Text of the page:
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Why disabled people must raise their voices to make change in housing

Disability blogger, activist, and three times Shaw Trust Disability Power 100 awardee, Kerry Thompson discusses being shortlisted as Inclusion Champion for this year’s Women in Housing Awards, campaigning for more accessible homes with Habinteg Housing Association, and why the next elected Government needs to raise accessibility levels for new homes built in England to the M4(2) accessible and adaptable standard.

I don’t campaign for the recognition, but if I’m honest it’s nice to be noticed. It’s always a shock when I make the shortlist or get nominated for something like the Women in Housing Awards. Being nominated alongside other amazing women in the housing sector, who campaign and work hard to bring about change on issues such as more accessible housing development, is humbling.

Living the life I want

I’ve been in my Habinteg Housing Association home for 12 years. Before it came along, I had battled for four years with Milton Keynes Council for a home that met my needs. I felt invisible. I was existing, not living, in an inaccessible one bed flat. I have a rare type of muscular dystrophy and have to use a powered wheelchair to get around, but I couldn’t use my power wheelchair. I was just sitting in an armchair, watching TV, waiting for people to come to me. The only time I used my wheelchair is if I went shopping or to a hospital appointment. I was on anti-depressants. My partner – now my husband – supported me. I had no other assistance.

It wasn’t until I moved into my Habinteg home that I had a life: being able to use the kitchen; get into the bathroom in my power wheelchair; being able to access the back garden and zip in and out of rooms easily. I started living the life I wanted to live: going out to dinner, going on holiday, getting married. It’s from there that I became a blogger, and a disability activist.

Campaigning for accessible homes

I made it my business to join Habinteg’s Insight Group. The Group is always open to new members and is made up of disabled campaigners from all walks of life, across England. Some are Habinteg tenants, the majority are not, but we're all motivated to help increase the supply of accessible homes by using our experiences to move accessible housing further up the political agenda.

The Group is important as any conversation about us should be with us. Our own stories are the most powerful tool we have. And we share those to help bring about the change we want to see. I’m doing that by campaigning with Habinteg, as well as calling for more Changing Places toilet facilities and by being part of the Disability Advisory Group, a group of charities and individuals who come together to improve things like housing and transport for Milton Keynes’ disabled community.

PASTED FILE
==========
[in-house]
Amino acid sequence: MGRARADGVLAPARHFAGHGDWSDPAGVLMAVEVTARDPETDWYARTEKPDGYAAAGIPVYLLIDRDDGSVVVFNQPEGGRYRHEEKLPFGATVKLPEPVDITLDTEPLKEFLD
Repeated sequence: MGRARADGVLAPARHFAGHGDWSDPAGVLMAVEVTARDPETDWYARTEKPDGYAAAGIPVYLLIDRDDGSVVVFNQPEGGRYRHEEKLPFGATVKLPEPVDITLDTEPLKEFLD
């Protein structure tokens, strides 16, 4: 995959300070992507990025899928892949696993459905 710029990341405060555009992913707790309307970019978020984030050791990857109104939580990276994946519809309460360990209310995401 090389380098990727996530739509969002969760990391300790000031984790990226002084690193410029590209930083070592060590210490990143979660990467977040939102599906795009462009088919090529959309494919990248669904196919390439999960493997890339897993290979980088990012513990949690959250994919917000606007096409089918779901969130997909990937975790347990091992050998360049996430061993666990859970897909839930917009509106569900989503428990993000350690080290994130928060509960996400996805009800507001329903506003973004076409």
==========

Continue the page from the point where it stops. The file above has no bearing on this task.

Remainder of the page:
Habinteg, and its partners in the HoME coalition - 10 organisations calling for urgent action to tackle the UK’s acute shortage of accessible homes - have the expertise to help us move the conversation forward and change things. Habinteg’s #ForAccessibleHomes campaign has been instrumental in convincing the Government to agree to raise the accessibility level for all new homes built in England to the accessible and adaptable standard. That decision was made two years ago. Yet, nothing has changed.

Government must act now

Currently, just nine per cent of homes provide the four main features to be considered even ‘visitable’ and Habinteg estimates that over 400,000 wheelchair users are living in homes, which are neither adapted nor accessible. The Government still has to deliver the second consultation on building regulations before their decision can become reality.

If we continue with the current legislation, we’re going to be in an even bigger crisis than we are now when it comes to housing disabled people. So, the newly elected government must step up, look at the bigger picture and make a long-term plan for housing, just like the National Housing Federation is calling for. And need to talk to people from different walks of life, disabled and non disabled - one shoe doesn’t fit all.

Email Habinteg’s Communications team at comms@habinteg.org.uk for more information about joining their Insight Group or register your interest .

This piece was first published by Disability Talk on 28 May 2024.

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